According to the President of the US Medical Licensing Examinations, Pakistani doctors are among the best in the world (“Pakistani Doctors,” 2016). To create a strong foundation for the technology-based medicine of the future, subjects about human development, anatomy, and physiology are crucial at the school level. For that, we must come to terms with the theory of evolution. As Theodosius Dobzhansky (1973) famously stated “Nothing in biology makes sense except in the light of evolution” (p .125), it is time to modernize our mythology to meet the demands of biology. Without evolution, we have no logical explanation for human appendix, five fingers in feet, developmental phases of fetus, why drugs are tested on mice/rats/monkeys, and so on. A curriculum focusing on modern medicine and evolution is the only way to move forward if we want our next generation to stay on job.

The benefits of making mythology compatible with reality are not limited to the jobs in medicine.

Clergy

Pakistan is an extremely religious nation. Ideally, we can be pioneers in producing an army of future clergymen. But, how can we do that if our current clergy remains mentally stuck in the past? It is time to promote modern apologists, both men and women, who can spread the message of tolerance and diversity. Perhaps, we can send our clergy to countries/places where they would be in demand.

The elephant in the room begs a question “How can our religious studies be updated?” To answer this, we must start somewhere, and school textbooks can be the beacon of light in this regard. If we at least get rid of the hateful material from the school curriculum, and add tolerant explanation of sacred, albeit controversial, verses, a significant proportion of Pakistani youth may not have a problem of unemployment.

Online Education to Enhance Students’ Interest and Reduce Expenses

Most of the teenagers in urban areas use mobile phones and know how to ‘use’ internet anyway. It is time to convert a time-wasting gadget into an education tool for the youth. Website like Khan Academy (https://www.khanacademy.org/) and EdX (https://www.edx.org/) provide free lectures and materials. Their content is visually-appealing and updated. We can integrate our school curriculum in such a way that a significant proportion of student evaluation involves completing certain number of online courses. Facebook and other social media platforms can also be integrated into the school curriculum, but that requires a separate discussion.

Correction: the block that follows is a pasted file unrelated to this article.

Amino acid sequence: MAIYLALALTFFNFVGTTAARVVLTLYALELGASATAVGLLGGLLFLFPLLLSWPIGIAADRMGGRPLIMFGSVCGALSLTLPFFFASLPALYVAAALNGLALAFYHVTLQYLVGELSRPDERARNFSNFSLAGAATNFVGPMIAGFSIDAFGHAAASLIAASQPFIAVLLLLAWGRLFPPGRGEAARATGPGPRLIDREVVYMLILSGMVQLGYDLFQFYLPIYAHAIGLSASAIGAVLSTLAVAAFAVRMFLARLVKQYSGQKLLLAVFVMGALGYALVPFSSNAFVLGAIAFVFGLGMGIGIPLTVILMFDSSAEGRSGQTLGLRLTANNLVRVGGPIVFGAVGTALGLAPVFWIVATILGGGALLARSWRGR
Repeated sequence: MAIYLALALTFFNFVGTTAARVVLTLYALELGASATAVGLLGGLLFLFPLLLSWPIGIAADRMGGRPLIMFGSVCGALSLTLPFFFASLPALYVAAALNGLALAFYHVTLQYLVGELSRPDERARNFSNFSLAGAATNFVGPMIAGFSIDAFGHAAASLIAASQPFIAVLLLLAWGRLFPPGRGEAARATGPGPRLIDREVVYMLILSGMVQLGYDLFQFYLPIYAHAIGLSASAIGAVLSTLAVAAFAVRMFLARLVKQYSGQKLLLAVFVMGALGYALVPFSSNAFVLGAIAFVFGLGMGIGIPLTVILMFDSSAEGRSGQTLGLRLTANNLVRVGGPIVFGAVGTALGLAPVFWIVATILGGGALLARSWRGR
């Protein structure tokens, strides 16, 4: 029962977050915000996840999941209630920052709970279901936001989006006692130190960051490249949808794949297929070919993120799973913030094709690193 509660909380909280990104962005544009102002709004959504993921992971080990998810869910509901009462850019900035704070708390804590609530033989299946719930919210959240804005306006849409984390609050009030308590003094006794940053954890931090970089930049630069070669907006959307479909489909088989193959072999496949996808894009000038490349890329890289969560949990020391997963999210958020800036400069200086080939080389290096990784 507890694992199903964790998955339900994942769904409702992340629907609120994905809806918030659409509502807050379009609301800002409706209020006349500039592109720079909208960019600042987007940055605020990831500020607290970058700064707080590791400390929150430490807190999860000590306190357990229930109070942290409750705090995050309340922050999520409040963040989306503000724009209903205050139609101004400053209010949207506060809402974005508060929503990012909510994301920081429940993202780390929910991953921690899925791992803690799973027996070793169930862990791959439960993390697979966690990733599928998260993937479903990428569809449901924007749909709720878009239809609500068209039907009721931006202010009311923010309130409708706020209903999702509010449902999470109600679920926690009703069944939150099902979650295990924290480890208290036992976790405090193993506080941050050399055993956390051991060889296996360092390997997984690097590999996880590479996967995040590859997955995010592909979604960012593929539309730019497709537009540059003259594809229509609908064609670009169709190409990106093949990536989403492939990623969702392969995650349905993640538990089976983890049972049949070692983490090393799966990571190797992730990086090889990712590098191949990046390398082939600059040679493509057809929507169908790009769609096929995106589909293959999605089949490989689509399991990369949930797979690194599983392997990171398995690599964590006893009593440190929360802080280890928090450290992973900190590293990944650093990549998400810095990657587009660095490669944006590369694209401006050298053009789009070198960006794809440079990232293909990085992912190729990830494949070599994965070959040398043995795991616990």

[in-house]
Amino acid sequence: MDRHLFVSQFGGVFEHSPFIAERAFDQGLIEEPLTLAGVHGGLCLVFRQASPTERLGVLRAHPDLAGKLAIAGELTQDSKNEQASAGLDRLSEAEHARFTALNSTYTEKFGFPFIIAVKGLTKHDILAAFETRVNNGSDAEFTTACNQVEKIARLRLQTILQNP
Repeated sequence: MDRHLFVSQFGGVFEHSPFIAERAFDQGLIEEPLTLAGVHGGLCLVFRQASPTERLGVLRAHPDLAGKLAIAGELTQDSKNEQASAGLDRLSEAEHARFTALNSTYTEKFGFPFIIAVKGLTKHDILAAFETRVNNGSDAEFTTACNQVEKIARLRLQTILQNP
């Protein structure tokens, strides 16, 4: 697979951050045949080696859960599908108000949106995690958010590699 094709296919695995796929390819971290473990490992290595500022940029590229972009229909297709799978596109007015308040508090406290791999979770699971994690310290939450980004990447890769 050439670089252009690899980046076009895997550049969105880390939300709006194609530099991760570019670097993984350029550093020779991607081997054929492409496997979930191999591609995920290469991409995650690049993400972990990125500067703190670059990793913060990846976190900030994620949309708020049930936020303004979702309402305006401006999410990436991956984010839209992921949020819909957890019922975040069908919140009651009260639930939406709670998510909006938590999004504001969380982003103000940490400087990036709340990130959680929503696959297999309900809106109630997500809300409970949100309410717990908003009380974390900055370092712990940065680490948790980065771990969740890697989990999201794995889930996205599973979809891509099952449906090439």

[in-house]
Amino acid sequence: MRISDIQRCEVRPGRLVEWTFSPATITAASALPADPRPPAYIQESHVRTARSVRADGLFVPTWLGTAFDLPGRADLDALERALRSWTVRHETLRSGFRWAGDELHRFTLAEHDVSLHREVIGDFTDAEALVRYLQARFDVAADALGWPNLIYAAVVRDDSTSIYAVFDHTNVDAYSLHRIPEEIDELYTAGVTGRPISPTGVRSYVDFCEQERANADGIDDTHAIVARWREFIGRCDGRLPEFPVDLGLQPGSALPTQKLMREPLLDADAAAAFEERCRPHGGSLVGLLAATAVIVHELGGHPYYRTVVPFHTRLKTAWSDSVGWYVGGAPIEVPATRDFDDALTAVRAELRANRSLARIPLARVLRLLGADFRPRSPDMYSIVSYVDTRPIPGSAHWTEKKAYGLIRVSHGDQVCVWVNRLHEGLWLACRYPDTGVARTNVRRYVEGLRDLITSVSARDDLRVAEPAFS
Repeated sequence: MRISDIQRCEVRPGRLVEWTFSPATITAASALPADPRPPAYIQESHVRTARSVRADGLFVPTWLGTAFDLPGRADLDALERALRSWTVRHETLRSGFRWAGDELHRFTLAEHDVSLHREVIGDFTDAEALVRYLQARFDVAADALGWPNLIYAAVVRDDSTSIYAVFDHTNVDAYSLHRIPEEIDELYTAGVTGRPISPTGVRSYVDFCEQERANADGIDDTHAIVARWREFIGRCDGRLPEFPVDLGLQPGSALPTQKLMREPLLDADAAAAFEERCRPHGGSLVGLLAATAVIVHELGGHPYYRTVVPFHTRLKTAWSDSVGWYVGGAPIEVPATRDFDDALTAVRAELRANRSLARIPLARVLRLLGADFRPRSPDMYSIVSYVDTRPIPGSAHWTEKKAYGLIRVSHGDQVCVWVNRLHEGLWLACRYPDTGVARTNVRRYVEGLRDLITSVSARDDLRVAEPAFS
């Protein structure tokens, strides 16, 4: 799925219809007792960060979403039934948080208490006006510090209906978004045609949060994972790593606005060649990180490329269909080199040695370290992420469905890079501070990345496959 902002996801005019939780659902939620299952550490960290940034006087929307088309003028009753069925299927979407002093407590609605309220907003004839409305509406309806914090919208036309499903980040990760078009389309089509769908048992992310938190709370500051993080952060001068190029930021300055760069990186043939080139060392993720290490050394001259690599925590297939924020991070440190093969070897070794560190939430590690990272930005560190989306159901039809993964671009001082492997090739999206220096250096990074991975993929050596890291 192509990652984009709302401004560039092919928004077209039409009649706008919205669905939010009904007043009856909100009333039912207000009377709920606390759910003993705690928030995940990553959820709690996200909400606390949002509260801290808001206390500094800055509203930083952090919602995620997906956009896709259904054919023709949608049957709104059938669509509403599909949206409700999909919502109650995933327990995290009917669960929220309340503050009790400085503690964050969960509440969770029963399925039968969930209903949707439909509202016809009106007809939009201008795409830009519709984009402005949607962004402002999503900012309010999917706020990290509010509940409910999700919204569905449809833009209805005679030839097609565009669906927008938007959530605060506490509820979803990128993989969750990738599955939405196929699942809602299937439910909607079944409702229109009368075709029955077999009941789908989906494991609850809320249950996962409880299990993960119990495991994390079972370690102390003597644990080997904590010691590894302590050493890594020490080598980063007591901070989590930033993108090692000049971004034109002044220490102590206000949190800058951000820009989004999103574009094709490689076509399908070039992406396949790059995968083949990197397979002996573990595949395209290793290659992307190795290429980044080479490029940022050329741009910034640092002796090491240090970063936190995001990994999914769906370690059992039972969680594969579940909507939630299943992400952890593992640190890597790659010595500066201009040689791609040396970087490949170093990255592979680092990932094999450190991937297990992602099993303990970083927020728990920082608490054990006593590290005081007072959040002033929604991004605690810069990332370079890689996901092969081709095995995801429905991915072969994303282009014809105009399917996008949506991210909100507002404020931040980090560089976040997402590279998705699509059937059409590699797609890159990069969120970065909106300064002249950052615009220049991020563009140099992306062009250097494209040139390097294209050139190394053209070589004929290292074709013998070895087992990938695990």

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Concluding Remarks

It is impolite to say that Pakistani education system is a mess. When we talk about solving it, we make the mistake of starting with (somewhat) controversial topics like the choice of language or getting rid of mythology altogether. What we should instead do is to begin with an aspect agreed upon by almost all parties. Everyone wants the education to be useful, but we only think about earning money. This is a short-sighted and even, a wrong approach. For example, 63 of the world’s 400 richest people do not even have a college degree, and only 21 have a PhD (Education of The Forbes 400,” 2018). The reason behind their success is that they did what mattered to the world.

Our curriculum should matter to us in home and in the world. In our home, the ability to use everyday tools and machines must be emphasized. To prepare our teenagers for the world, we can take advantage of the online education, and invest in jobs for which Pakistani environment is already quite fertile (such as physicians and surgeons, and clergy). It is time to focus on producing ‘useful’ adults who do not become obsolete in the future.

References

Dobzhansky, T. (1973). Nothing in biology makes sense except in the light of evolution. American Biology Teacher35(3), 125–129.

Education of the Forbes 400. (2018). Forbes. Retrieved from https://www.forbes.com/pictures/mfg45gdkf/by-the-numbers-education-of-the-forbes-400/#66c432276bda.

Fox Business. (2016, September 21). Will robots take over the workforce? Retrieved from http://video.foxbusiness.com/v/5134319808001/?#sp=show-clips

Mahdawi, A. (2017, June 26). What jobs will still be around in 20 years? Read this to prepare your future. Guardian. Retrieved from https://www.theguardian.com/us-news/2017/jun/26/jobs-future-automation-robots-skills-creative-health.

Pakistani doctors are amongst the best in the world: President USMLE. (2016, December 27). Times of Islamabad.  Retrieved from https://timesofislamabad.com/27-Dec-2016/pakistani-doctors-are-amongst-the-best-in-the-world-president-usmle

Stark, H. (2017, April 28). As robots rise, how artificial intelligence will impact jobs. Forbes. Retrieved from https://www.forbes.com/sites/haroldstark/2017/04/28/as-robots-rise-how-artificial-intelligence-will-impact-jobs/

Jamshed Arslan

Jamshed Arslan

Pharm D (gold medalist); PhD (Neuropharmacology) Skilled in basic and clinical research and among the pioneers of pedagogical shift from physical classroom settings to online live classes in Pakistan during Coronavirus lockdown.